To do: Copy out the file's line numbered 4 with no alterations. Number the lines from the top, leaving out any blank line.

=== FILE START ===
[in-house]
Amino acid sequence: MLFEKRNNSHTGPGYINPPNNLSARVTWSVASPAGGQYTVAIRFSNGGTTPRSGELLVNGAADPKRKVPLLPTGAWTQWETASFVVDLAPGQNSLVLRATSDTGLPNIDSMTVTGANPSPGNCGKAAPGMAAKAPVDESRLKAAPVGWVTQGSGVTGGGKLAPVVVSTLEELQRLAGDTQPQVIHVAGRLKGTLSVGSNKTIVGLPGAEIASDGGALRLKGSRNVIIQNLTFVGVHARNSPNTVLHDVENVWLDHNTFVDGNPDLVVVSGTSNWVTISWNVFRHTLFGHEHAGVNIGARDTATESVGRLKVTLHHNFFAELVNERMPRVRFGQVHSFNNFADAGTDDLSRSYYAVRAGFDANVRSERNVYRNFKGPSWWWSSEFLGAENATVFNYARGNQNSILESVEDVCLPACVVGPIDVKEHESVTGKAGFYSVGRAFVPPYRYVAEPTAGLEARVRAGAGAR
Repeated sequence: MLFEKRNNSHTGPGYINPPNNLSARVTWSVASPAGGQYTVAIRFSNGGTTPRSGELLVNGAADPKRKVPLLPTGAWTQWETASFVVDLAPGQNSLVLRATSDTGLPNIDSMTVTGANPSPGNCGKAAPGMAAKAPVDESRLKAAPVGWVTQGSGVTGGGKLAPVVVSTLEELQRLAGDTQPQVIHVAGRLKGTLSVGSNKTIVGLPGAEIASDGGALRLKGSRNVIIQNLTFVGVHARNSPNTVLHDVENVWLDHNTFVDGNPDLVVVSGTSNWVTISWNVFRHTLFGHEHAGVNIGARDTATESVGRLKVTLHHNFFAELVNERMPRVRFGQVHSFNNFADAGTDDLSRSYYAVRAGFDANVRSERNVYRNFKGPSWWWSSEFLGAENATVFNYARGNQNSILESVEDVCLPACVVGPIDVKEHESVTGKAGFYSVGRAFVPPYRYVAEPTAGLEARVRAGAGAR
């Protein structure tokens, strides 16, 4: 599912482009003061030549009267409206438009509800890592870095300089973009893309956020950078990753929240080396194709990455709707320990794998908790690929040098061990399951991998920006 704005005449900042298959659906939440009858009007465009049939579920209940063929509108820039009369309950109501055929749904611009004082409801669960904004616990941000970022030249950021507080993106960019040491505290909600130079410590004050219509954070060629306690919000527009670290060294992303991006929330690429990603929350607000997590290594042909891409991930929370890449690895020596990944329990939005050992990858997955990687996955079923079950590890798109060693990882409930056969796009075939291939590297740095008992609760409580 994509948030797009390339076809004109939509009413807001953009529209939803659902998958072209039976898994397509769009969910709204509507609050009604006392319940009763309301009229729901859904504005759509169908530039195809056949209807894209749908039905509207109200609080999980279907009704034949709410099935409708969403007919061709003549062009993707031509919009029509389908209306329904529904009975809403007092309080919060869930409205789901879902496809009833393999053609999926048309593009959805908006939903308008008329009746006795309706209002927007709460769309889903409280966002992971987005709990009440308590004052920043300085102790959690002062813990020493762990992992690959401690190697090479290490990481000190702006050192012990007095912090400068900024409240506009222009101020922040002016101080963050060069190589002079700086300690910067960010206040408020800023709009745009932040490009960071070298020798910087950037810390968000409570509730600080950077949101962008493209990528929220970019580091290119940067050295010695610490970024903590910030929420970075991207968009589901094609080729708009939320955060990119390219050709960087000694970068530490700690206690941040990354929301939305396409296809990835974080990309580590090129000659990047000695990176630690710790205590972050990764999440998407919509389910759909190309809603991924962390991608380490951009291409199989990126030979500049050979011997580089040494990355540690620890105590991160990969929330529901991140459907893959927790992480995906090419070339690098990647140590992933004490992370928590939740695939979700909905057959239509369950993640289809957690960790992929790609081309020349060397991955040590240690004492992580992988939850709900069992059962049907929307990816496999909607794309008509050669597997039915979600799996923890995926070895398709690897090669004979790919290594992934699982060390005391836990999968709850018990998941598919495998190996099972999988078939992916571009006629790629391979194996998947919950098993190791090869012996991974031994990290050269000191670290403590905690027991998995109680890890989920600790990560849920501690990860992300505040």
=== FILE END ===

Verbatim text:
């Protein structure tokens, strides 16, 4: 599912482009003061030549009267409206438009509800890592870095300089973009893309956020950078990753929240080396194709990455709707320990794998908790690929040098061990399951991998920006 704005005449900042298959659906939440009858009007465009049939579920209940063929509108820039009369309950109501055929749904611009004082409801669960904004616990941000970022030249950021507080993106960019040491505290909600130079410590004050219509954070060629306690919000527009670290060294992303991006929330690429990603929350607000997590290594042909891409991930929370890449690895020596990944329990939005050992990858997955990687996955079923079950590890798109060693990882409930056969796009075939291939590297740095008992609760409580 994509948030797009390339076809004109939509009413807001953009529209939803659902998958072209039976898994397509769009969910709204509507609050009604006392319940009763309301009229729901859904504005759509169908530039195809056949209807894209749908039905509207109200609080999980279907009704034949709410099935409708969403007919061709003549062009993707031509919009029509389908209306329904529904009975809403007092309080919060869930409205789901879902496809009833393999053609999926048309593009959805908006939903308008008329009746006795309706209002927007709460769309889903409280966002992971987005709990009440308590004052920043300085102790959690002062813990020493762990992992690959401690190697090479290490990481000190702006050192012990007095912090400068900024409240506009222009101020922040002016101080963050060069190589002079700086300690910067960010206040408020800023709009745009932040490009960071070298020798910087950037810390968000409570509730600080950077949101962008493209990528929220970019580091290119940067050295010695610490970024903590910030929420970075991207968009589901094609080729708009939320955060990119390219050709960087000694970068530490700690206690941040990354929301939305396409296809990835974080990309580590090129000659990047000695990176630690710790205590972050990764999440998407919509389910759909190309809603991924962390991608380490951009291409199989990126030979500049050979011997580089040494990355540690620890105590991160990969929330529901991140459907893959927790992480995906090419070339690098990647140590992933004490992370928590939740695939979700909905057959239509369950993640289809957690960790992929790609081309020349060397991955040590240690004492992580992988939850709900069992059962049907929307990816496999909607794309008509050669597997039915979600799996923890995926070895398709690897090669004979790919290594992934699982060390005391836990999968709850018990998941598919495998190996099972999988078939992916571009006629790629391979194996998947919950098993190791090869012996991974031994990290050269000191670290403590905690027991998995109680890890989920600790990560849920501690990860992300505040």